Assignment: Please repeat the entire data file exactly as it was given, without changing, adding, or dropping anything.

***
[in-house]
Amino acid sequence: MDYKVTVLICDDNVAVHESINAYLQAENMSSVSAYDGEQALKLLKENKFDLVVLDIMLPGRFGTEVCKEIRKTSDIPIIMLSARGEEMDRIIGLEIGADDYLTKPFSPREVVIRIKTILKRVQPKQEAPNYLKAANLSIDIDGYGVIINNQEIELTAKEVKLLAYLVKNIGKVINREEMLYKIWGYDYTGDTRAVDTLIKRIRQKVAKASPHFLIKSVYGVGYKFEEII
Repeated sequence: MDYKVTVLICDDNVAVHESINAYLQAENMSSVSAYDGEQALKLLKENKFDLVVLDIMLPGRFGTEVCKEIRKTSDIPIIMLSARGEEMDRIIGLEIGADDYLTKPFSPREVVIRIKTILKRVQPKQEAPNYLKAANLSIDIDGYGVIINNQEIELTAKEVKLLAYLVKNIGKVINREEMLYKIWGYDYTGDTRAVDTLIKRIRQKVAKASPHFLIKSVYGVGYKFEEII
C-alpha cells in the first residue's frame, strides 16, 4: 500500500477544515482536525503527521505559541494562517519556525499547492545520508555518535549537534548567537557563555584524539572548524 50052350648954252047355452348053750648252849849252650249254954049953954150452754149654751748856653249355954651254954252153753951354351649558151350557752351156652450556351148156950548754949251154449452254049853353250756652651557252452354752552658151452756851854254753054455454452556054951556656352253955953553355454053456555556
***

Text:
[in-house]
Amino acid sequence: MDYKVTVLICDDNVAVHESINAYLQAENMSSVSAYDGEQALKLLKENKFDLVVLDIMLPGRFGTEVCKEIRKTSDIPIIMLSARGEEMDRIIGLEIGADDYLTKPFSPREVVIRIKTILKRVQPKQEAPNYLKAANLSIDIDGYGVIINNQEIELTAKEVKLLAYLVKNIGKVINREEMLYKIWGYDYTGDTRAVDTLIKRIRQKVAKASPHFLIKSVYGVGYKFEEII
Repeated sequence: MDYKVTVLICDDNVAVHESINAYLQAENMSSVSAYDGEQALKLLKENKFDLVVLDIMLPGRFGTEVCKEIRKTSDIPIIMLSARGEEMDRIIGLEIGADDYLTKPFSPREVVIRIKTILKRVQPKQEAPNYLKAANLSIDIDGYGVIINNQEIELTAKEVKLLAYLVKNIGKVINREEMLYKIWGYDYTGDTRAVDTLIKRIRQKVAKASPHFLIKSVYGVGYKFEEII
C-alpha cells in the first residue's frame, strides 16, 4: 500500500477544515482536525503527521505559541494562517519556525499547492545520508555518535549537534548567537557563555584524539572548524 50052350648954252047355452348053750648252849849252650249254954049953954150452754149654751748856653249355954651254954252153753951354351649558151350557752351156652450556351148156950548754949251154449452254049853353250756652651557252452354752552658151452756851854254753054455454452556054951556656352253955953553355454053456555556